SOAS University of London

Walter Rodney PG dissertation awards 2020-2021

6 December 2021

It is a great pleasure to announce the winners of this year’s Walter Rodney prize for outstanding postgraduate dissertations related to the History of Africa and the African Diaspora. The prize has been jointly awarded to Lucy Kernick (MA History) and Sophie Anne Mullen (MA History of Art and Archaeology).

Lucy’s dissertation on ‘“Apartheid in the Dark”: the Struggle over Live-in Domestic Work in Johannesburg, 1948-1973’ is genuinely original work based on newspapers, personal accounts and government documents. It upends commonly held assumptions about apartheid ideology. Lucy shows how the interests of black domestic servants and white employers converged in interesting ways, and at odds with state thinking. It is often said that the state inserted itself into black households, but the dissertation shows how it also inserted itself into white households. And finally, it shows how African women's struggles over accommodation were central to the wider story.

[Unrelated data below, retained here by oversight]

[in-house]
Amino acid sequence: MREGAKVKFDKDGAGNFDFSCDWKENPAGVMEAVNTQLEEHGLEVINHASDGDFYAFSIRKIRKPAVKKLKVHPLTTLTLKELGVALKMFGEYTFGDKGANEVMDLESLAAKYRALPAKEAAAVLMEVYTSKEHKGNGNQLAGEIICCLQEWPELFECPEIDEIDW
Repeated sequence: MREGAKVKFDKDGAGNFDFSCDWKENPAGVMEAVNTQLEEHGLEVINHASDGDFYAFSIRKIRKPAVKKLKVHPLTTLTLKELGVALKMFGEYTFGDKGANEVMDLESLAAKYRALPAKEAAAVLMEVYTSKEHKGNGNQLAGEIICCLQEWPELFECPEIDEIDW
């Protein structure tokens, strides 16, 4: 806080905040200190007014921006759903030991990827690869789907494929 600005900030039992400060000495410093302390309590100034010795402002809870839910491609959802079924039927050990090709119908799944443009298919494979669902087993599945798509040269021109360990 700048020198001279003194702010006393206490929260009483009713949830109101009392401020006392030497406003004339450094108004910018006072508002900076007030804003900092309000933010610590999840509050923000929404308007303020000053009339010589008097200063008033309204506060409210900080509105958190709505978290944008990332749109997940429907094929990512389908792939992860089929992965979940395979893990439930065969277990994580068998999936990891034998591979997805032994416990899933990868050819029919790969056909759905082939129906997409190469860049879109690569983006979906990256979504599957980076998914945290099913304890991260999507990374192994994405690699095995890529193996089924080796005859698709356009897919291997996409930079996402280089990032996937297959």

Sophie’s dissertation entitled 'Unpacking Displaced Voices of Migration: Personified Significations of the Ubiquitous Plaid Carry Bag in the Works of Two South African Artists’ stood out as original, insightful and powerfully argued. It examines the reconfigurations of the plaid mesh bag as a symbol of migration in the works of Nobkuho Nqaba and Dan Halter, bringing together political and theoretical questions around migration and belonging in South Africa. Engaging with the artwork as well as through interviews with the artists, Sophie finds that the bag signifies displacement and home at the same time and that the artwork creates space for conversations about the challenges faced by migrant communities.